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i would like to know what i can do to help my child controll her temper.

my child has had a really hard time with her temper since the moment she was born. i understand that temper is inherited but my child sometimes goes overboard. she will throw really bad temper tantrums. she will fall on the floor, kick, scream, and basicllly do anything to get what she wants. and for me not to get embarressed i give her what she wants and i know that its wrong but i cant help it. can you please help me and give me some pointers i beg of you. i love my child but sometimes i dont know what to do with it. i mean i know i have a really bad temper and so does her dad but i just dont know what to do.
please help me
sincerlly desperate mom

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Asked by NicholesMom2006 at 11:03 PM on Jan. 30, 2009 in Preschoolers (3-4)

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Answers (6)
  • Quit worrying about getting embarrassed. Trust me, there will be plenty of time when she is older that you can repay her for that. Do NOT give in to her tantrums. I know. It's so hard to just let her continue to sob and cry like a spoiled brat but if you don't break her of it now, she is going to be a holy terror when she is older.

    Remove her from the environment and then go back to what you are doing. If you are in a store, grab your purse, her hand and walk away from your buggy. Get in the car and go home.

    A mom in my stepparenting group posted a great list a few weeks ago. It was a Child's Bill of Rights. A few of the good ones? Every child has the RIGHT to be told NO. Every child has the RIGHT to hear their parent say "Because I said so!". These have stuck in my head.

    Also, remember you are not here to be your child's friend. You are the parent and charged with raising a respectful individual. Good luck.

    Answer by Gypsy98 at 11:13 PM on Jan. 30, 2009

  • Oh, another thing. Before I had kids, and I would be out at the store and here a child sobbing and crying like their heart was broken, I would think "Oh, that poor child."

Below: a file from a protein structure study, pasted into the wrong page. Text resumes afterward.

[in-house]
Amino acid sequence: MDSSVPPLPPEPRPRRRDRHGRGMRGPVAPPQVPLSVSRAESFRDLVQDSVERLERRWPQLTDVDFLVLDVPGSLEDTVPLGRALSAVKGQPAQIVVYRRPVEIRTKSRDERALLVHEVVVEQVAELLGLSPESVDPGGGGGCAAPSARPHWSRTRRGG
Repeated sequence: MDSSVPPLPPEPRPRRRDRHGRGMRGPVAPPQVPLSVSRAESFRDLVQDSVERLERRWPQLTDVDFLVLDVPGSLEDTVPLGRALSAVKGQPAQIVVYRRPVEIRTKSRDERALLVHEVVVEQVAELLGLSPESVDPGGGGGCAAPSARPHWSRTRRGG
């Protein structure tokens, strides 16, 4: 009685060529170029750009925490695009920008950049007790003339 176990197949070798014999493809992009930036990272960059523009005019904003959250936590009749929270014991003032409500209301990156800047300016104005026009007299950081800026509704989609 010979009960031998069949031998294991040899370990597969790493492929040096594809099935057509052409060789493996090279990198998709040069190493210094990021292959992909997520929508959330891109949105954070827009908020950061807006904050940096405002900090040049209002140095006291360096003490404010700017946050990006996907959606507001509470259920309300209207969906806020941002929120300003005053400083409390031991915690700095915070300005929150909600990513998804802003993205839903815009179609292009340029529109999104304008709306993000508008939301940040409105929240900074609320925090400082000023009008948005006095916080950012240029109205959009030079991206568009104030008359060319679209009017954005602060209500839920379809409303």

Now that I have been married for almost 11 years, been a custodial stepmom to two bonus sons (now almost 18 and just turned 20), and have two younger sons (10 and 7), when I go to the store and hear a child sobbing and crying in such a fashion, I think "Oh that poor parent! Does anyone have an extra valium?"

    You'll be fine.


    Answer by Gypsy98 at 11:17 PM on Jan. 30, 2009

  • my 2 y/o started the tantrums REALLY BAD ones this week. We went to the store today and she threw a fit b/c I didn't use the cart she wanted (b/c the straps were broke and I have another baby) so I told her that was inappropriate loud enough for others to know I had it under control not just a push over mom. Then I put her in the cart buckled her sister in and then she threw a fit b/c I didn't put her in the seat I put her in the bucket part. We are talking full fledge she was dying screaming cry. I told her again that was wrong and went on my way. Sorry for saying this but, my daughter does not chose when and were we do things. We just let her have her fit and gets punished when we get home and she sure as heck knows it too. She just didn't get snacks or a toy like her sister did that behaved and I explained that to her. After that she was pretty much fine. I reward good behavior with cheap little things (cont.)

    Answer by watersgirls at 11:20 PM on Jan. 30, 2009

  • like a toy on the $1 shelf or a fruit snack or even play time at McD's play yard (we have no indoor play areas so it's a treat for them) Something that won't break the bank and is usually fun for all, me included. hehee

    Answer by watersgirls at 11:21 PM on Jan. 30, 2009

  • Best thing I learned: the three NO rule. You may ask me three times and each time the answer will be NO. After the third time, IGNORE them. Believe me: it works. Kids want and need structure, boundaries and leadership (YOU). They will constantly test to see if you really are in control -- because they are not.
    You mention that you and dad have a bad temper, too. Children are like sponges AND they want to be like you. Try modifying your "temper". Model "time-outs" for calming down and practice keeping your voice neutral and less emotional. Teach her that acting out and raging DO NOT get positive results. Ask her (and practice yourself) to take a break -- in her room or the yard or someplace safe -- and then try asking again when she is calmer.

    Answer by WD40 at 12:06 AM on Jan. 31, 2009

  • From day one we have let our daughter know that is ok to be mad, sad, frustaed...etc. (emotions) What is NOT ok is how you (she) ACTS with those emotions. Let her know this, it might help. Kids frustartions can also be from... being frustrated. And lead by example, but let her "help" you with your own senerios. When you get sad, mad, frustrated... ask her to help you figure out a way to "fix it". This will help, but the word "help" is sometimes only a realative term.

    Emotions are a glorious thing!


    Answer by sahmmom at 1:09 PM on Jan. 31, 2009

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